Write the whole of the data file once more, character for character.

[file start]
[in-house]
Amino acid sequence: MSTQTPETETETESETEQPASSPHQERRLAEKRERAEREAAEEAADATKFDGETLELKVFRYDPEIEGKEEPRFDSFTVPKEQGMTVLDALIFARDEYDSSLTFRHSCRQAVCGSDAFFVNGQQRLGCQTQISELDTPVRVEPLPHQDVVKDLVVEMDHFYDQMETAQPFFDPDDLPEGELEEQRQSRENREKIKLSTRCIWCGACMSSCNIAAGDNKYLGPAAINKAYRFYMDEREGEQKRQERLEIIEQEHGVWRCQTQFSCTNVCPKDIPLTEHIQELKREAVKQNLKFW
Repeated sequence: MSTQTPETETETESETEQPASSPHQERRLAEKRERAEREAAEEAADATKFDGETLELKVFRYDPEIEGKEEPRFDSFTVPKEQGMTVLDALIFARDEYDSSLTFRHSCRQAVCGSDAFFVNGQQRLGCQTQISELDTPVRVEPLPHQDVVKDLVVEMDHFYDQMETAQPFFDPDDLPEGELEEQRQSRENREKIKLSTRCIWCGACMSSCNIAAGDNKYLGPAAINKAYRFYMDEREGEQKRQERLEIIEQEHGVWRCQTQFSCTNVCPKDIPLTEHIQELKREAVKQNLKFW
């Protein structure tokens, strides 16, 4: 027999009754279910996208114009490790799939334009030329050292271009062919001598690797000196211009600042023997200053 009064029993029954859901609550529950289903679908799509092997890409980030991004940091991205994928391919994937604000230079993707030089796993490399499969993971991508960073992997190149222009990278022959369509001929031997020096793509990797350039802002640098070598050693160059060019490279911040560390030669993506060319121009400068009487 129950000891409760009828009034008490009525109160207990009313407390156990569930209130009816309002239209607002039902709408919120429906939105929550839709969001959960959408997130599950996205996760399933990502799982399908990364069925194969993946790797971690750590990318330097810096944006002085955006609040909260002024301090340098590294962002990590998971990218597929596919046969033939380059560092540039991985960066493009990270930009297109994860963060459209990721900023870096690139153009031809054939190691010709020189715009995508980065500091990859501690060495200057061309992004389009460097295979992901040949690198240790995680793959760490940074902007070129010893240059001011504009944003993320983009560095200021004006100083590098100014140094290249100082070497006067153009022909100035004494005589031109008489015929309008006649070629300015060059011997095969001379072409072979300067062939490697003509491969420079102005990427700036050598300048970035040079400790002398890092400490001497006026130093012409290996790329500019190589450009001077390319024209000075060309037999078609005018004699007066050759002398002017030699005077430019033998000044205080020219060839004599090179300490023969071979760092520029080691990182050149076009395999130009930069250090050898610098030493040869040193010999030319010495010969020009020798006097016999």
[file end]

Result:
[in-house]
Amino acid sequence: MSTQTPETETETESETEQPASSPHQERRLAEKRERAEREAAEEAADATKFDGETLELKVFRYDPEIEGKEEPRFDSFTVPKEQGMTVLDALIFARDEYDSSLTFRHSCRQAVCGSDAFFVNGQQRLGCQTQISELDTPVRVEPLPHQDVVKDLVVEMDHFYDQMETAQPFFDPDDLPEGELEEQRQSRENREKIKLSTRCIWCGACMSSCNIAAGDNKYLGPAAINKAYRFYMDEREGEQKRQERLEIIEQEHGVWRCQTQFSCTNVCPKDIPLTEHIQELKREAVKQNLKFW
Repeated sequence: MSTQTPETETETESETEQPASSPHQERRLAEKRERAEREAAEEAADATKFDGETLELKVFRYDPEIEGKEEPRFDSFTVPKEQGMTVLDALIFARDEYDSSLTFRHSCRQAVCGSDAFFVNGQQRLGCQTQISELDTPVRVEPLPHQDVVKDLVVEMDHFYDQMETAQPFFDPDDLPEGELEEQRQSRENREKIKLSTRCIWCGACMSSCNIAAGDNKYLGPAAINKAYRFYMDEREGEQKRQERLEIIEQEHGVWRCQTQFSCTNVCPKDIPLTEHIQELKREAVKQNLKFW
């Protein structure tokens, strides 16, 4: 027999009754279910996208114009490790799939334009030329050292271009062919001598690797000196211009600042023997200053 009064029993029954859901609550529950289903679908799509092997890409980030991004940091991205994928391919994937604000230079993707030089796993490399499969993971991508960073992997190149222009990278022959369509001929031997020096793509990797350039802002640098070598050693160059060019490279911040560390030669993506060319121009400068009487 129950000891409760009828009034008490009525109160207990009313407390156990569930209130009816309002239209607002039902709408919120429906939105929550839709969001959960959408997130599950996205996760399933990502799982399908990364069925194969993946790797971690750590990318330097810096944006002085955006609040909260002024301090340098590294962002990590998971990218597929596919046969033939380059560092540039991985960066493009990270930009297109994860963060459209990721900023870096690139153009031809054939190691010709020189715009995508980065500091990859501690060495200057061309992004389009460097295979992901040949690198240790995680793959760490940074902007070129010893240059001011504009944003993320983009560095200021004006100083590098100014140094290249100082070497006067153009022909100035004494005589031109008489015929309008006649070629300015060059011997095969001379072409072979300067062939490697003509491969420079102005990427700036050598300048970035040079400790002398890092400490001497006026130093012409290996790329500019190589450009001077390319024209000075060309037999078609005018004699007066050759002398002017030699005077430019033998000044205080020219060839004599090179300490023969071979760092520029080691990182050149076009395999130009930069250090050898610098030493040869040193010999030319010495010969020009020798006097016999």